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Just a question about Helium-3 issued from tritium. How many *electrons* does it contain ? If one neutron of the tritium becomes a proton plus an electron *which is emitted*, it remains an Helium-3 nucleus (two protons and one neutron) and ONE electron. Does it mean that this is an ionic form of Helium-3, with a positive charge ?
Very perceptive of you, Yann!
Tritium decay does in fact produce He3+ ions (the emitted electron
escapes too fast to be recaptured). Nonetheless, there are almost
always electrons to be had in the environment, and positive ions do not
stay that way for long since they attract free electrons. I suppose if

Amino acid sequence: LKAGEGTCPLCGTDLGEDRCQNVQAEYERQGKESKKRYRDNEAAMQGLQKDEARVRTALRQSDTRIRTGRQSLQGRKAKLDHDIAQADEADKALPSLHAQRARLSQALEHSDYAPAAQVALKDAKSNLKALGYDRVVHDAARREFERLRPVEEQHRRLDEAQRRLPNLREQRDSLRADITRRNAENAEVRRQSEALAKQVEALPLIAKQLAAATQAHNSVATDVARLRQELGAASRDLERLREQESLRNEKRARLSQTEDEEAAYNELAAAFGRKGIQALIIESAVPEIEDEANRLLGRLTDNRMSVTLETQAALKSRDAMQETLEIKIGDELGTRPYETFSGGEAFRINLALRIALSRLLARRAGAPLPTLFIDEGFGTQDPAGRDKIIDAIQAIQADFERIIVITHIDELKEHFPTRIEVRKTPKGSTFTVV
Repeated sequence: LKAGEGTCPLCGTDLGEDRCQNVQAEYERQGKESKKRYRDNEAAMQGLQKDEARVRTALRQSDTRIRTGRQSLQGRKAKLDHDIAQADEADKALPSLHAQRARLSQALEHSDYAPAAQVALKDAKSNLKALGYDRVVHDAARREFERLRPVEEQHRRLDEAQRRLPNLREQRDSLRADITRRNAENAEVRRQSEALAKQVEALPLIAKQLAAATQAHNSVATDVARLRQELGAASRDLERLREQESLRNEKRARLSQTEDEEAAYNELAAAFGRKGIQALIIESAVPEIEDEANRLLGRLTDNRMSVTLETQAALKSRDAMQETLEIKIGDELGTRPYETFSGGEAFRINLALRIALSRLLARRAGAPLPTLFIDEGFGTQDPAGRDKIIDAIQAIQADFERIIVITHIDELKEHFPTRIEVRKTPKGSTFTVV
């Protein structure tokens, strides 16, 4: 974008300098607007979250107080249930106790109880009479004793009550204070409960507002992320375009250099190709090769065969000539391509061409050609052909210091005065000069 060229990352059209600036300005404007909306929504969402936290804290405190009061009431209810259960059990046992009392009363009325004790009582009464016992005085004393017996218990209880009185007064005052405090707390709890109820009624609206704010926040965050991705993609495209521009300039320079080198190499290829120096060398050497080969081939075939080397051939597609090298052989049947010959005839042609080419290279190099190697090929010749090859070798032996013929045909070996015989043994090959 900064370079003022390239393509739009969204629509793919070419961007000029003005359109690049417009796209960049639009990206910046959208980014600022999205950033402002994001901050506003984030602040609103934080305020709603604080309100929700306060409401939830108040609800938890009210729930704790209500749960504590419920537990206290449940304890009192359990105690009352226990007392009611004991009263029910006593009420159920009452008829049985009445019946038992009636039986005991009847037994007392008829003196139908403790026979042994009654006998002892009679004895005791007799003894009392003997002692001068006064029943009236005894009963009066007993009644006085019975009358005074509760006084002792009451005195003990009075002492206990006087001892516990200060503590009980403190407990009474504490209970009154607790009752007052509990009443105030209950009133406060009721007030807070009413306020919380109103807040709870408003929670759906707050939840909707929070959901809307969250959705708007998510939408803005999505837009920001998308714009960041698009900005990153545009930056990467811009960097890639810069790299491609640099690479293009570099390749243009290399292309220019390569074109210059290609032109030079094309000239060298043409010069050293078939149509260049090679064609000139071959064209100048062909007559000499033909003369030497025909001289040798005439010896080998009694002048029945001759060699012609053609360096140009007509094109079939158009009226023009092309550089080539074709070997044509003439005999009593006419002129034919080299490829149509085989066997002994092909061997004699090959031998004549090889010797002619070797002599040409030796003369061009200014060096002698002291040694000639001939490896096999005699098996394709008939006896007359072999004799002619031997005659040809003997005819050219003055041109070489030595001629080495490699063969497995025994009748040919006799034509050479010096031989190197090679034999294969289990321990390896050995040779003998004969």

a tritium atom decays deep in space far away from other material, it
will take a very long time for the He3+ ion to recombine with an
electron -- it depends on the environment.
Note -- Tritium decay is accompanied by emission of an electron
antineutrino as well, but that's unimportant for this discussion.
(republished on 07/21/06)
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